Geopark: The Schleswig Farmhouse Stensagergård

Take a walk in the past

The Schleswig farmhouse, also called the one-winged farmhouse, is characterised by having living quarters at one end and stables at the other end separated by a transverse corridor called “fremgulvet” (archaic Danish word for entrance hall). Originally, this type of farmhouse was in wide use in the Duchy of Schleswig, which Ærø was a part of in 1439-1867. Nowadays, it can only be found in the area around Tinglev, on Ærø, and outside of the old duchy on Lyø. The Schleswig farmhouse most likely stems from the Frisian parts of Vadehavet (the Wadden Sea) and may have come to the northern part of the duchy in the period around 1550-1620.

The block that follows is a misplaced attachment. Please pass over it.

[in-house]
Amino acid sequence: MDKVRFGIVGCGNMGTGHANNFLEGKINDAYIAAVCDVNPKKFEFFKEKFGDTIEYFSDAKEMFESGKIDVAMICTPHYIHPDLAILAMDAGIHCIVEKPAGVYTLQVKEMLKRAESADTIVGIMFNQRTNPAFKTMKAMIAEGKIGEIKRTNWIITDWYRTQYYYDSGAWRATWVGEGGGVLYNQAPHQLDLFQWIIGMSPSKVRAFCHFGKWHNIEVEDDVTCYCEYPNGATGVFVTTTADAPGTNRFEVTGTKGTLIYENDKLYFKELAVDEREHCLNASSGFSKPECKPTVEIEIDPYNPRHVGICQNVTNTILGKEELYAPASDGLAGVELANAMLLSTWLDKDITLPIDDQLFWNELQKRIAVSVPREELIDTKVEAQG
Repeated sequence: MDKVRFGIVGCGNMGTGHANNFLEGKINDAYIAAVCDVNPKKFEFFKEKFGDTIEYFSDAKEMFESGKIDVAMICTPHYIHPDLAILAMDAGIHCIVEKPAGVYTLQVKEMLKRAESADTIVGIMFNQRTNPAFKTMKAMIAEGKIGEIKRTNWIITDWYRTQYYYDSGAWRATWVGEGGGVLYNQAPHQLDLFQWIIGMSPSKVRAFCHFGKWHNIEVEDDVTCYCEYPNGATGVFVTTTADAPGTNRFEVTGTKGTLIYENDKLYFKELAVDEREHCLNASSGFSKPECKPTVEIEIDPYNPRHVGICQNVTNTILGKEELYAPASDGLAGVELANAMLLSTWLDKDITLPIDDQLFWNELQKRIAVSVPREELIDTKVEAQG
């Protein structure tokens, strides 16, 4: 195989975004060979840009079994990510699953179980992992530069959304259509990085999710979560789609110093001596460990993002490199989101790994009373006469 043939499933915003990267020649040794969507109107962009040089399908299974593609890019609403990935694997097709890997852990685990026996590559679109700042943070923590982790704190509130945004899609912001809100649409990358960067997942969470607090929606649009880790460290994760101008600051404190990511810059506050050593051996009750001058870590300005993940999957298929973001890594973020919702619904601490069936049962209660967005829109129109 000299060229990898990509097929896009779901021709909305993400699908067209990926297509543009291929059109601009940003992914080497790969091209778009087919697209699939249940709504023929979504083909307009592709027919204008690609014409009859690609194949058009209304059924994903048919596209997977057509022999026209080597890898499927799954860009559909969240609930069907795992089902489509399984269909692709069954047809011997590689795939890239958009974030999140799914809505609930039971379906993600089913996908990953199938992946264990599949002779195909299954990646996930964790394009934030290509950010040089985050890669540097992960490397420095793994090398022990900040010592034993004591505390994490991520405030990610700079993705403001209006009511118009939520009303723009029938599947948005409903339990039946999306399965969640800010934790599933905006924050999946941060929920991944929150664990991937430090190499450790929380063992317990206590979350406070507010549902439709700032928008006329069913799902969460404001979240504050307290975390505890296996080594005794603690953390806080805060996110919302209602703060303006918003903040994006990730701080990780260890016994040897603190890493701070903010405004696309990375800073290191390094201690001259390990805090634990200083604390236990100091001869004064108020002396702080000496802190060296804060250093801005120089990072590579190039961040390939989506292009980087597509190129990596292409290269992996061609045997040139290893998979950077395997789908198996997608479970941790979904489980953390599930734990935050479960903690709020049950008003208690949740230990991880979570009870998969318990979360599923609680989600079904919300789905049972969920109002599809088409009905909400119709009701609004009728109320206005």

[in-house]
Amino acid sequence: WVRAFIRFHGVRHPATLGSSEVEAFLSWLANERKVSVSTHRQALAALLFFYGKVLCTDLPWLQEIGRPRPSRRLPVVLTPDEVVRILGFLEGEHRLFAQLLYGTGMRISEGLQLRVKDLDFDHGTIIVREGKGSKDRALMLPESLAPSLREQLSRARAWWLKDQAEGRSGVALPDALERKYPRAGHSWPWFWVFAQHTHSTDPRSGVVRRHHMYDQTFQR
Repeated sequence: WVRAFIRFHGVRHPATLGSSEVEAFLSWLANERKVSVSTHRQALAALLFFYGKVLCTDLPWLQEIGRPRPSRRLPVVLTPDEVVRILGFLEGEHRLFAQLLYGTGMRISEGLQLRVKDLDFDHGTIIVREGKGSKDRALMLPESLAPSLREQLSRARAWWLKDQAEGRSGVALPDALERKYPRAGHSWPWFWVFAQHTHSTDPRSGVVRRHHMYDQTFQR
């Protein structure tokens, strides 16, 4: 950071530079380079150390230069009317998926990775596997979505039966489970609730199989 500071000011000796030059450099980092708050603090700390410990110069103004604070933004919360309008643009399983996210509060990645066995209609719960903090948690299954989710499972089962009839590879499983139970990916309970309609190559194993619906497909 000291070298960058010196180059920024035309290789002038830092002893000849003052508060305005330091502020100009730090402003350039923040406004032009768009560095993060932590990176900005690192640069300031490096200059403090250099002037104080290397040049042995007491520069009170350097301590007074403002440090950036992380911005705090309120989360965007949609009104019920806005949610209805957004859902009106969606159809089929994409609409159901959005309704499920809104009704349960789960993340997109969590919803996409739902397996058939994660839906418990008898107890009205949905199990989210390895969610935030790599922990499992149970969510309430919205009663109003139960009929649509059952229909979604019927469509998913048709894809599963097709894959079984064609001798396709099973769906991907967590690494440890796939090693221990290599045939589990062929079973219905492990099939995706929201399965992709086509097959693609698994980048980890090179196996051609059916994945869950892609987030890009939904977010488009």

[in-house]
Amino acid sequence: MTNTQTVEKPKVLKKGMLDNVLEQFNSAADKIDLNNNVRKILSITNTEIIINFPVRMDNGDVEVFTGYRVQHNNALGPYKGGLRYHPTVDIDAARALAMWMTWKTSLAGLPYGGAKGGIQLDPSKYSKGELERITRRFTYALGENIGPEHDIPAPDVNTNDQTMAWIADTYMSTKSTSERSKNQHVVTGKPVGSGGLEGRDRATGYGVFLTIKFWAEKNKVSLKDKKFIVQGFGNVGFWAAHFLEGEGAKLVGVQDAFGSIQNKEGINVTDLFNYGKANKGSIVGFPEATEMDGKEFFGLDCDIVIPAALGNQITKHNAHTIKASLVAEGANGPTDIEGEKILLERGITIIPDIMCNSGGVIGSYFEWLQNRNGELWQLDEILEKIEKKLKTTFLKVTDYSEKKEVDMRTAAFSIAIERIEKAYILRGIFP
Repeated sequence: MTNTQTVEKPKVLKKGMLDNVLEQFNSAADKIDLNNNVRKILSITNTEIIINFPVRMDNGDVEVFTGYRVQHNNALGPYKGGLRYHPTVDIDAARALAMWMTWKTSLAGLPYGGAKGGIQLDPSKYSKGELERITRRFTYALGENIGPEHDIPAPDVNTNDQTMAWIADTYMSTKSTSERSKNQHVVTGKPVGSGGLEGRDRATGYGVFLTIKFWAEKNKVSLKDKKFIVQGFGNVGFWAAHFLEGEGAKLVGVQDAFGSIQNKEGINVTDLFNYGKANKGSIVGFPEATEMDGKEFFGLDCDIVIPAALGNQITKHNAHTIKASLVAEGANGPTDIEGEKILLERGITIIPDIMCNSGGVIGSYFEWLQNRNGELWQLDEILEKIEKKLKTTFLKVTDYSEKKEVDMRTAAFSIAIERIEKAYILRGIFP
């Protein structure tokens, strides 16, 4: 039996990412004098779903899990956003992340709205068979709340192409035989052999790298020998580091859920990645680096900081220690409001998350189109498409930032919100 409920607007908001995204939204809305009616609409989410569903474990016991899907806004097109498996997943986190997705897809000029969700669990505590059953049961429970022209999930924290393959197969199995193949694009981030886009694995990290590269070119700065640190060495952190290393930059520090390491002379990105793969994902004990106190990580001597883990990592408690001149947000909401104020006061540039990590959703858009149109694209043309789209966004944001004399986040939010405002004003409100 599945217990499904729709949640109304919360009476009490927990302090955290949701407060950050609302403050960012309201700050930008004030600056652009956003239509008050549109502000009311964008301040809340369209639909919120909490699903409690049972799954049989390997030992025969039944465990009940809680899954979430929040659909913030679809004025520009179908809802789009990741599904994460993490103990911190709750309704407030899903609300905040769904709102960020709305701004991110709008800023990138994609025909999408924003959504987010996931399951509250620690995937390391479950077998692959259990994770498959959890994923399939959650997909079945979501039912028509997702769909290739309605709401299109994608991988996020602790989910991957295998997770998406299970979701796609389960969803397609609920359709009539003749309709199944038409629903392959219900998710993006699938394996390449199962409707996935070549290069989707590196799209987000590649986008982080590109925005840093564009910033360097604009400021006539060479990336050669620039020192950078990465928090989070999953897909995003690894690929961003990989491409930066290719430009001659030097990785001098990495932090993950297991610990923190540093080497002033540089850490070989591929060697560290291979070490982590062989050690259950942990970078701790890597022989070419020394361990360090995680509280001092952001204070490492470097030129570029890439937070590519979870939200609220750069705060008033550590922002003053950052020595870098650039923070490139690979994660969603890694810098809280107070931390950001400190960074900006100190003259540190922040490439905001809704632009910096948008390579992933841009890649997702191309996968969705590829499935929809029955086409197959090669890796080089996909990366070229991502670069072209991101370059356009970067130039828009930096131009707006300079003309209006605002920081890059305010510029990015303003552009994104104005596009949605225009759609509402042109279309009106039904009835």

The fact that this type of farmhouse gained a footing on Ærø may be due to the estate reforms that Duke Hans den Yngre introduced around 1571–1622, whereby he closed down a number of farms on Ærø in order to create contiguous fields for the manors worked by workers from smallholdings and minor farms. The Schleswig farmhouse met the need for living quarters and a stable for many of the new smallholders and minor farms.

The Schleswig farmhouse has been almost the sole house type outside of the towns on Ærø until the middle of the 1800s, when new types of farmhouses began to gain footing.

The protected Stensagergård in Stokkeby is an excellent sample of the Schleswig farmhouse. But all around on Ærø, you will find numerous examples of this characteristic type of farmhouse. It is easily recognised as having living room windows at one end and stable windows at the other end separated by a door.

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  • Geopark: The Schleswig Farmhouse Stensagergård
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    5970 Ærøskøbing
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